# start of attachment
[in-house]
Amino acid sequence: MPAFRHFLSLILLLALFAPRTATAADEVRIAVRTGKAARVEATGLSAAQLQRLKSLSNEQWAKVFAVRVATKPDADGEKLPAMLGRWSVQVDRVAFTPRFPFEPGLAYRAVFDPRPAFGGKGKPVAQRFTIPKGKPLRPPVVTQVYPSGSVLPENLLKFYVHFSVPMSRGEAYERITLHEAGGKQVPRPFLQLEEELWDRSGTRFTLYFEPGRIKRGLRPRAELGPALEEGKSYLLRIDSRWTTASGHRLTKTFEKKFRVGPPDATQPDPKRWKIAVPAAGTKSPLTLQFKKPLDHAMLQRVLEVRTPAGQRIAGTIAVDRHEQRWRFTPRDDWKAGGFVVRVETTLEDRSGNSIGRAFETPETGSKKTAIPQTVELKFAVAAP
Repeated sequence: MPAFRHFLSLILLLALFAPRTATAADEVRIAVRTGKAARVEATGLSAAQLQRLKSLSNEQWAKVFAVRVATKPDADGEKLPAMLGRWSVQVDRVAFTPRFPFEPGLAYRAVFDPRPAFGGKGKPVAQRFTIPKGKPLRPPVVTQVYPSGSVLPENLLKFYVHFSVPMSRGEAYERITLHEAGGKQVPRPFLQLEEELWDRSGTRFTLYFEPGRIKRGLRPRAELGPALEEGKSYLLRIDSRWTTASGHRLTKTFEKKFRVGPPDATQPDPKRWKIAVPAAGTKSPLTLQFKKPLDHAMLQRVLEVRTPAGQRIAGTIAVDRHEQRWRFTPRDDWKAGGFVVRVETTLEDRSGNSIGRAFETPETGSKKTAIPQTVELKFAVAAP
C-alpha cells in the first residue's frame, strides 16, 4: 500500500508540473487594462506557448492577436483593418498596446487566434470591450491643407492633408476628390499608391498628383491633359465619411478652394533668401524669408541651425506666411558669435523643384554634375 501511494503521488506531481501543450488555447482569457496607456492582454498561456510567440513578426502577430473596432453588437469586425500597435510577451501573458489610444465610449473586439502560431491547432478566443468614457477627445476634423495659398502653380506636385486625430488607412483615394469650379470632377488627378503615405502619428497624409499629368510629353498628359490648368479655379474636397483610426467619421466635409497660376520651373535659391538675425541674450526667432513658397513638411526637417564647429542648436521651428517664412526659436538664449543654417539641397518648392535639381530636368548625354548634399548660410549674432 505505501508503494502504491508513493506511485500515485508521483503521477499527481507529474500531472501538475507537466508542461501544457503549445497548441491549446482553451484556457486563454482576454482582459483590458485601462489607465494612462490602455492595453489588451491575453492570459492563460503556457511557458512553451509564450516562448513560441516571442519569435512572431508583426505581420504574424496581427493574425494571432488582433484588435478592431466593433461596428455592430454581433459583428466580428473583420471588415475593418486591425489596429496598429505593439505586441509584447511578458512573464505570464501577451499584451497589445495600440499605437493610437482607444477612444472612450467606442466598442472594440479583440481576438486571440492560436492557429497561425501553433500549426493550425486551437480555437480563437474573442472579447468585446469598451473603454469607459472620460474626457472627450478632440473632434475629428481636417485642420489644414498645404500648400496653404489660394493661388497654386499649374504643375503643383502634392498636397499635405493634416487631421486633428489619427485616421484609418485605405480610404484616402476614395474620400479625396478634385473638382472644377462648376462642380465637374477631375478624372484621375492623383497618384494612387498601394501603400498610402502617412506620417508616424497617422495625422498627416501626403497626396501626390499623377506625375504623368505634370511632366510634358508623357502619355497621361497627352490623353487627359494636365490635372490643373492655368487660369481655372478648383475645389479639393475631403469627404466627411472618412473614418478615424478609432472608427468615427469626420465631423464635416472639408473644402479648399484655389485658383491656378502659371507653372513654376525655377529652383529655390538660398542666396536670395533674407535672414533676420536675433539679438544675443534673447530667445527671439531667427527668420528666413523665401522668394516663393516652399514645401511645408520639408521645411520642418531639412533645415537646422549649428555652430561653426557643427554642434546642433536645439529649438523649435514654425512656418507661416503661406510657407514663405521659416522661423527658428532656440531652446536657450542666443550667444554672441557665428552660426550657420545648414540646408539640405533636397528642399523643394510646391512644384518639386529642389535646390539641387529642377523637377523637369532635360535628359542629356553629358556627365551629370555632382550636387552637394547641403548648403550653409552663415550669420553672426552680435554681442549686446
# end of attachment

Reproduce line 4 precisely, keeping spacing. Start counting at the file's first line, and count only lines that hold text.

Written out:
C-alpha cells in the first residue's frame, strides 16, 4: 500500500508540473487594462506557448492577436483593418498596446487566434470591450491643407492633408476628390499608391498628383491633359465619411478652394533668401524669408541651425506666411558669435523643384554634375 501511494503521488506531481501543450488555447482569457496607456492582454498561456510567440513578426502577430473596432453588437469586425500597435510577451501573458489610444465610449473586439502560431491547432478566443468614457477627445476634423495659398502653380506636385486625430488607412483615394469650379470632377488627378503615405502619428497624409499629368510629353498628359490648368479655379474636397483610426467619421466635409497660376520651373535659391538675425541674450526667432513658397513638411526637417564647429542648436521651428517664412526659436538664449543654417539641397518648392535639381530636368548625354548634399548660410549674432 505505501508503494502504491508513493506511485500515485508521483503521477499527481507529474500531472501538475507537466508542461501544457503549445497548441491549446482553451484556457486563454482576454482582459483590458485601462489607465494612462490602455492595453489588451491575453492570459492563460503556457511557458512553451509564450516562448513560441516571442519569435512572431508583426505581420504574424496581427493574425494571432488582433484588435478592431466593433461596428455592430454581433459583428466580428473583420471588415475593418486591425489596429496598429505593439505586441509584447511578458512573464505570464501577451499584451497589445495600440499605437493610437482607444477612444472612450467606442466598442472594440479583440481576438486571440492560436492557429497561425501553433500549426493550425486551437480555437480563437474573442472579447468585446469598451473603454469607459472620460474626457472627450478632440473632434475629428481636417485642420489644414498645404500648400496653404489660394493661388497654386499649374504643375503643383502634392498636397499635405493634416487631421486633428489619427485616421484609418485605405480610404484616402476614395474620400479625396478634385473638382472644377462648376462642380465637374477631375478624372484621375492623383497618384494612387498601394501603400498610402502617412506620417508616424497617422495625422498627416501626403497626396501626390499623377506625375504623368505634370511632366510634358508623357502619355497621361497627352490623353487627359494636365490635372490643373492655368487660369481655372478648383475645389479639393475631403469627404466627411472618412473614418478615424478609432472608427468615427469626420465631423464635416472639408473644402479648399484655389485658383491656378502659371507653372513654376525655377529652383529655390538660398542666396536670395533674407535672414533676420536675433539679438544675443534673447530667445527671439531667427527668420528666413523665401522668394516663393516652399514645401511645408520639408521645411520642418531639412533645415537646422549649428555652430561653426557643427554642434546642433536645439529649438523649435514654425512656418507661416503661406510657407514663405521659416522661423527658428532656440531652446536657450542666443550667444554672441557665428552660426550657420545648414540646408539640405533636397528642399523643394510646391512644384518639386529642389535646390539641387529642377523637377523637369532635360535628359542629356553629358556627365551629370555632382550636387552637394547641403548648403550653409552663415550669420553672426552680435554681442549686446